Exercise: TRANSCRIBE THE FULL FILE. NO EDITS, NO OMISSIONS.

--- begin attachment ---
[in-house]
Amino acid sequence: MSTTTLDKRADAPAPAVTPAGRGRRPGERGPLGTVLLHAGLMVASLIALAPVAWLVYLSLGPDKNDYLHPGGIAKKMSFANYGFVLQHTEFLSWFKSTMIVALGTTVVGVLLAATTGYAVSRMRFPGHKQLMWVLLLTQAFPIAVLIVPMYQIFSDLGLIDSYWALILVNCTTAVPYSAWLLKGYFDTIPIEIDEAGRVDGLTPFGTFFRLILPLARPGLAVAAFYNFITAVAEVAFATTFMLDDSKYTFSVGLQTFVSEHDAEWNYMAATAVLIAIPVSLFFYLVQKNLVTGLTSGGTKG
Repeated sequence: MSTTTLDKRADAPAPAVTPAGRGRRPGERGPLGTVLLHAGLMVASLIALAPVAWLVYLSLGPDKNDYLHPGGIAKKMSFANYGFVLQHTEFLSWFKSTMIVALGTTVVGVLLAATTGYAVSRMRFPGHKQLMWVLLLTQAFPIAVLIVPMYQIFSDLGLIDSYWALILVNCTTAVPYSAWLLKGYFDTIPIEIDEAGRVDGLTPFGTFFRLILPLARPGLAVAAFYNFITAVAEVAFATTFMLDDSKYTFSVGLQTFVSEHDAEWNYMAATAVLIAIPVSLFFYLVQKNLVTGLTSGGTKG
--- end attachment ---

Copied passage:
[in-house]
Amino acid sequence: MSTTTLDKRADAPAPAVTPAGRGRRPGERGPLGTVLLHAGLMVASLIALAPVAWLVYLSLGPDKNDYLHPGGIAKKMSFANYGFVLQHTEFLSWFKSTMIVALGTTVVGVLLAATTGYAVSRMRFPGHKQLMWVLLLTQAFPIAVLIVPMYQIFSDLGLIDSYWALILVNCTTAVPYSAWLLKGYFDTIPIEIDEAGRVDGLTPFGTFFRLILPLARPGLAVAAFYNFITAVAEVAFATTFMLDDSKYTFSVGLQTFVSEHDAEWNYMAATAVLIAIPVSLFFYLVQKNLVTGLTSGGTKG
Repeated sequence: MSTTTLDKRADAPAPAVTPAGRGRRPGERGPLGTVLLHAGLMVASLIALAPVAWLVYLSLGPDKNDYLHPGGIAKKMSFANYGFVLQHTEFLSWFKSTMIVALGTTVVGVLLAATTGYAVSRMRFPGHKQLMWVLLLTQAFPIAVLIVPMYQIFSDLGLIDSYWALILVNCTTAVPYSAWLLKGYFDTIPIEIDEAGRVDGLTPFGTFFRLILPLARPGLAVAAFYNFITAVAEVAFATTFMLDDSKYTFSVGLQTFVSEHDAEWNYMAATAVLIAIPVSLFFYLVQKNLVTGLTSGGTKG